Back on Earth itself, most of our resources are in the hands of the CDF (Colonial Defense Force). Once you reach retirement age, you can join up with the CDF. Youngsters aren’t wanted; people who carry a lifetime worth of experience are. If you sign up, you’ll be whisked off Earth and never permitted to return. You’ll serve at least two years on the front. If you survive, you’ll be given a homestead of your own, on one of the newly colonized planets you helped fight for. If you survive.

    “In this room right now there are 1,022 recruits,” Lieutenant Colonal Higges said. “Two year from today, 400 of you will be dead.”

    Higgee stood in the front of the theater, again. “In the third year,” he continued, “another 100 of you will die. Another 150 in years four and five. After ten years – and yes, recruits, you will most likely be required to serve a full ten years – 750 of you will have been killed in the line of duty. Three-quarters of you, gone. These have been the survival statistics – not just for the last ten or twenty years, but for the over two hundred years the Colonial Defense Force has been active.” 

    There was dead silence. 

    “I know what you’re thinking right now, because I was thinking it when I was in your place,” Lieutenant Colonel Higgee said. “You’re thinking – what the hell am I doing here? This guy is telling me I’m going to be dead in ten years! But remember that back home, you most likely would have been dead in ten years, too – frail and old, dying a useless death. You may die in the Colonial Defense Forces. You probably will die in the Colonial Defense Forces. But your death will not be a useless one. You’ll have died to keep humanity alive in our universe.” (p. 107-108)

    John Perry (the old man of the title) is signing up – survival statistics be darned. Of what awaits him he has only a vague idea. As he soon discovers, fighting the real fight, light-years from his home planet, is far more brutal and life-altering than he could ever have imagined. So…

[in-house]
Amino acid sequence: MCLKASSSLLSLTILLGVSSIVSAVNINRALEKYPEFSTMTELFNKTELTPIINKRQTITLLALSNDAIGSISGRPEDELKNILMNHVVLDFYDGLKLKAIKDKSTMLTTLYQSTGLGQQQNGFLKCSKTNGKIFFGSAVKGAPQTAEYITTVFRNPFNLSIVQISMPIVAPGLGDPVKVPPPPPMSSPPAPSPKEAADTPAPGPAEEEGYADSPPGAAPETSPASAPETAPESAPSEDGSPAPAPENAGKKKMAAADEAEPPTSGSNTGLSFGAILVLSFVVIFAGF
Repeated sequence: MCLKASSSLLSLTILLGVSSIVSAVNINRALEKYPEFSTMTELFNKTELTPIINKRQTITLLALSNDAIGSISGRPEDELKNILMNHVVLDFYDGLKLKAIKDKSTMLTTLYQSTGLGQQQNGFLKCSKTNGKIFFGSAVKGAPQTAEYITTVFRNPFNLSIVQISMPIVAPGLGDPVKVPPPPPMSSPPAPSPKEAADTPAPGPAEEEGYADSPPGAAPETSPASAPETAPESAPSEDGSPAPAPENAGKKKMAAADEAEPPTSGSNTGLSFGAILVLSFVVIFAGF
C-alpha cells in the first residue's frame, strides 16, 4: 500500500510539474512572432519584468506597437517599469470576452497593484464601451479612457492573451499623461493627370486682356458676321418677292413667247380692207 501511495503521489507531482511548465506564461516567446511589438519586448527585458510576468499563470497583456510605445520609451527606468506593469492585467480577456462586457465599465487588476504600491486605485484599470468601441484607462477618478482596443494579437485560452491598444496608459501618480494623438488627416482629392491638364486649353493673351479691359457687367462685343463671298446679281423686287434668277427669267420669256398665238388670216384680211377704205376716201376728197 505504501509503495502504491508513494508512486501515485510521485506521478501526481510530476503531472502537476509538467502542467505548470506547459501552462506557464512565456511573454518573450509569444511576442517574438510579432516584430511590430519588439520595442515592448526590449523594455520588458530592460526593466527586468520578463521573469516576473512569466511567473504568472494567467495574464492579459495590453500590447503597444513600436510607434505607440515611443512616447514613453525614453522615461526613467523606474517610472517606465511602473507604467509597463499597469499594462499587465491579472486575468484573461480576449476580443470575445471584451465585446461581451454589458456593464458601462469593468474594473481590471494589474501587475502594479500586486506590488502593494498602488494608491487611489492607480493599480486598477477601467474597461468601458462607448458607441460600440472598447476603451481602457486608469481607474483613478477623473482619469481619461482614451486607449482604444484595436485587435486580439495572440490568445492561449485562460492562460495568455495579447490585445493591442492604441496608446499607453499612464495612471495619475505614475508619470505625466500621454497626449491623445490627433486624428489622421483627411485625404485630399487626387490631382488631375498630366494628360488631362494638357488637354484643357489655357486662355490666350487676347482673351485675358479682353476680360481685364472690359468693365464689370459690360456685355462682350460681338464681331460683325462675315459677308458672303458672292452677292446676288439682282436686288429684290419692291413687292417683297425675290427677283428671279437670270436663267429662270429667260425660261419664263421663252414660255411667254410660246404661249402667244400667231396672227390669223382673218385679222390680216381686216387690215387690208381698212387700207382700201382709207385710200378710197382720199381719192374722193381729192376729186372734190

… who wants to kill some aliens?

    While casting about for a punchy way to describe this book, the first thing that sprang to mind was a comparison to Pixar’s UP. No joke. Think about it. In UP, the elderly Carl Fredericksen mourns the death of his beloved wife, Ellie, and thereafter embarks on an adventure. In Old Man’s War, John Perry (also elderly and also a widower) sets out on his own adventure in the aftermath of his wife’s passing.

    Obviously, we’re talking about two different kinds of adventuring here – rescuing exotic birds vs. blowing away alien beasties – but the situational similarity is neat to consider, amiright?

    (Don’t take that the wrong way, by the by: Old Man’s War is intended for adults. It is most emphatically not a candidate for family read-aloud time.)

    Lovers of military sci-fi, take note: Old Man’s War is a ripping yarn that pays homage to the likes of Starship Troopers and The Forever War. This isn’t to say it’s a recycling of those works (quite the contrary), but the influence is clear. What raises this story above many of its peers is the deeply human element. The soldiers here aren’t just so much cannon-fodder, and Scalzi refuses to let the action – as thrilling as it is – get in the way of good old fashioned character development.

    The story itself is brilliantly wrought, giving a tip of the space helmet to greats such as Heinlein while firmly establishing its own uniqueness. As a reviewer for Publisher’s Weekly put it, “This virtuoso debut pays tribute to SF’s past while showing that well-worn tropes still can have real zip when they’re approached with ingenuity.”

    This is what I call a triumph.

    Oh, and Santa – if you’re reading this, pay real close attention to this next bit: I want a CDF MP-35 for Christmas. Seriously. Get me one, and I’ll let you live.

    Corey

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  10. 1984 is an odd classic. It’s futuristic sci-fi that tells of a date in the future, that is already behind us. But the principles it shows are still valid today, and are worth significant thought. This is the sort of book you can’t really digest in one sitting.